There are currently 2004 players on the NFL team rosters. How do you get to join them? (Actually, you’ve got to be better than one of them so they get kicked off to make room for you.
Here’s a modest statistical list of things to do. The more items you can check off, the better your chances are.
Pick your parents carefully. If Mom doesn’t quite reach five foot tall and weighs 87 pounds soaking wet and Dad’s five foot six and tips the scale at 140, you’re gonna have an uphill battle to be an All Pro Offensive Lineman.
It’ll help a lot, too, if there’s a football tucked in to keep you company in your hospital newborn crib. You need to come from a rabid football family.
Mom needs to be the total “Soccer Mom” because someone is gonna have to get you to all those games, practices, clinics, camps, etc. during those early formative years.
It’s gonna be a big help if Dad played himself. High School? OK. College? Better. NFL? Even better still. Think about Archie Manning. He never made it to the Super bowl, but his sons Peyton and Eli each quarterbacked two Super Bowl winning teams. It’ll help too if your older siblings played – and the better they played the better your chances – same genes and you’ve got built in name recognition.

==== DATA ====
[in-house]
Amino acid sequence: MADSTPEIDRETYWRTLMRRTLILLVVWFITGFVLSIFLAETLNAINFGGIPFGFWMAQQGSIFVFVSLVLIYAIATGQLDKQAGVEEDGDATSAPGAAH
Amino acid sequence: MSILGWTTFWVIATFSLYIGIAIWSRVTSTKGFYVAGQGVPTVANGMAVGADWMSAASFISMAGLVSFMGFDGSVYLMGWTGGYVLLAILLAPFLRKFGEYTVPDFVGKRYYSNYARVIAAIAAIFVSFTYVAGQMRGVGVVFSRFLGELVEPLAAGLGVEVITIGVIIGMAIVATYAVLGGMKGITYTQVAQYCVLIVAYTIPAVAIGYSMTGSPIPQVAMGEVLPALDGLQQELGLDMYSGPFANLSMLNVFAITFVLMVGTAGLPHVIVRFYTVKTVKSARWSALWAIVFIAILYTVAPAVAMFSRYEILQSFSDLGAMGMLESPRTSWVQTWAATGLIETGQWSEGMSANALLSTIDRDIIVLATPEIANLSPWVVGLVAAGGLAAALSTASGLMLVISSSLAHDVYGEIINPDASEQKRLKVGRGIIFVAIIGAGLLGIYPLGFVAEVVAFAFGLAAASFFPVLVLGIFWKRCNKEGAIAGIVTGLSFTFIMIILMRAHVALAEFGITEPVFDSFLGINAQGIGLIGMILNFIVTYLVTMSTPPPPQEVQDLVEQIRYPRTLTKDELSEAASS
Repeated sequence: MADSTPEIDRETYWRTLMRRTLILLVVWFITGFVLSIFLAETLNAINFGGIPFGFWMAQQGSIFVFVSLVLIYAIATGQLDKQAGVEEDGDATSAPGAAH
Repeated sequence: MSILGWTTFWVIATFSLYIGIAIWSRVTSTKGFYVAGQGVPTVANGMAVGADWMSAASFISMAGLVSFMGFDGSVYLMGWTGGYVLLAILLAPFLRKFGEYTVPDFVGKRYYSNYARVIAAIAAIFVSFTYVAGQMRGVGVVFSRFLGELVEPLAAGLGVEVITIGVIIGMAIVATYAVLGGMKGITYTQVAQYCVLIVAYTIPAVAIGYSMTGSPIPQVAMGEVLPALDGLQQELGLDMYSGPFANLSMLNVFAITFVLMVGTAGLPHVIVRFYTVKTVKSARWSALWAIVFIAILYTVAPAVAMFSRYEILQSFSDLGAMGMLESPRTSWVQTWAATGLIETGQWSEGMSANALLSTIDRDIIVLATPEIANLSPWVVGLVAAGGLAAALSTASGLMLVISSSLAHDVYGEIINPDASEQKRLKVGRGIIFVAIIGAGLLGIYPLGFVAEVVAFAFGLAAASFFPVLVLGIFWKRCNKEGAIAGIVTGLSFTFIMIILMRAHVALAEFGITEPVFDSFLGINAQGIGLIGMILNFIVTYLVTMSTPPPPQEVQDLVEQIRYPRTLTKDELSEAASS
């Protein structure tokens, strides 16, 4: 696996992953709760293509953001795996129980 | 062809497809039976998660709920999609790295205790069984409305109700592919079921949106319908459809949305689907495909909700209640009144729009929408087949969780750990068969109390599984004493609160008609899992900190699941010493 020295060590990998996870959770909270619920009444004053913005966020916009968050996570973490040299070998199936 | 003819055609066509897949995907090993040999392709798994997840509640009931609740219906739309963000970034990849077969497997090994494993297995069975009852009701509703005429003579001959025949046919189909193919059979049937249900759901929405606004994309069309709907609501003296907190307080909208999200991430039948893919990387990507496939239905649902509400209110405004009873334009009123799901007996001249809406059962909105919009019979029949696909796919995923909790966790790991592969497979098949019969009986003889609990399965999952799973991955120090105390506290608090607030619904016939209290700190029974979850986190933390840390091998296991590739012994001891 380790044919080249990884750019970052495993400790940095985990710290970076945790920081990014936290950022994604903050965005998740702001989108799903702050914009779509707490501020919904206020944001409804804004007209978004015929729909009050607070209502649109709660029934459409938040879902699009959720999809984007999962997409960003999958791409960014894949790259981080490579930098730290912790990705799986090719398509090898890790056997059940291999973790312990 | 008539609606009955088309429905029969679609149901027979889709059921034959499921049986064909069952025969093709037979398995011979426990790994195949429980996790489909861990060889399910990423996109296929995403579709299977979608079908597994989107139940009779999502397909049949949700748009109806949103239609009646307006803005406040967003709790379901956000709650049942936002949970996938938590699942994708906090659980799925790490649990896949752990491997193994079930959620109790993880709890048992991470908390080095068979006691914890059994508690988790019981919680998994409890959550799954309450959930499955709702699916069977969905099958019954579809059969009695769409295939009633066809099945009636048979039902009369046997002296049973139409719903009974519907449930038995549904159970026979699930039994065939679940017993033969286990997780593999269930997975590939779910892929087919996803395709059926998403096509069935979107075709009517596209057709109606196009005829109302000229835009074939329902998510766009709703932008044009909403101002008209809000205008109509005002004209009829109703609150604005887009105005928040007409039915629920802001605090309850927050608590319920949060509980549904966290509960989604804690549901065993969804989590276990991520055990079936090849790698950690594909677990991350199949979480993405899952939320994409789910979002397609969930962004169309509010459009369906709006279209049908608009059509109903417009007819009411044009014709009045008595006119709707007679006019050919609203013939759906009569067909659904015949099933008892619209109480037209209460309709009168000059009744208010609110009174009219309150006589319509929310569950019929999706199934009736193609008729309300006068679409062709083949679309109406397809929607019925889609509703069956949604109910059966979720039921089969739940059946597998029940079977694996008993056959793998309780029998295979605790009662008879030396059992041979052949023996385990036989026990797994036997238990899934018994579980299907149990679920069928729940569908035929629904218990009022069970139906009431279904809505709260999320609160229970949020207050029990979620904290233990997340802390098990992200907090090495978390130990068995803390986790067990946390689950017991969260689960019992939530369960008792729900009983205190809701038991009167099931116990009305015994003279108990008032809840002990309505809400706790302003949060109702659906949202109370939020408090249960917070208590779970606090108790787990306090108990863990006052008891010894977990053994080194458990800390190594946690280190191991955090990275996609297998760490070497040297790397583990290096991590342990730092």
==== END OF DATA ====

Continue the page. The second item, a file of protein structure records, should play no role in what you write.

It helps if not only did Dad play, but that he coaches, or coached, at some level – the higher the better.
OK, so you’ve got the right parents. Now you need to pick the right high school. Forget playing for the Podunkville Power Possums. You need to pick a monster high school, filled with over the top football crazies. Not only are you going to get the best coaches and training, but you’re going to be playing with the best other players. If you are the best linebacker to ever set foot on a football field but your team doesn’t win a single game in four years, you’re likely out of luck in catching the college recruiters’ eyes.
Here’s a few high school possibilities from my home state of Texas. (By the way, when you play for the state championship finals in Cowboy stadium, you can figure there are already some NFL scouts watching the games even though it’s just high school.)
Take Austin Westlake High School for example. They just won back to back state championships at the highest classification in the state, 6A Div I. They’ve produced at least seven NFL players including Super Bowl winning quarterbacks Drew Brees and Nick Foles, along with Super Bowl winning kicker Justin Tucker, (most accurate kicker in NFL history ever.) Also, Sam Ehlinger, Westlake alum and Texas quarterback has declared for the NFL to bring the total to at least eight. In all sports together, they’ve won 46 state championships. The cheerleaders have been national champions four times, too. They’ve also produced players for MLB and the NBA, as well as the Olympics. My high school, back when dinosaurs roamed the Earth, had four coaches for all sports that were also full time classroom teachers. Westlake has 19 coaches and I’ll bet none of them teach anything but sports. I’d similarly bet that if they moved up to most colleges, they’d be taking a big pay cut.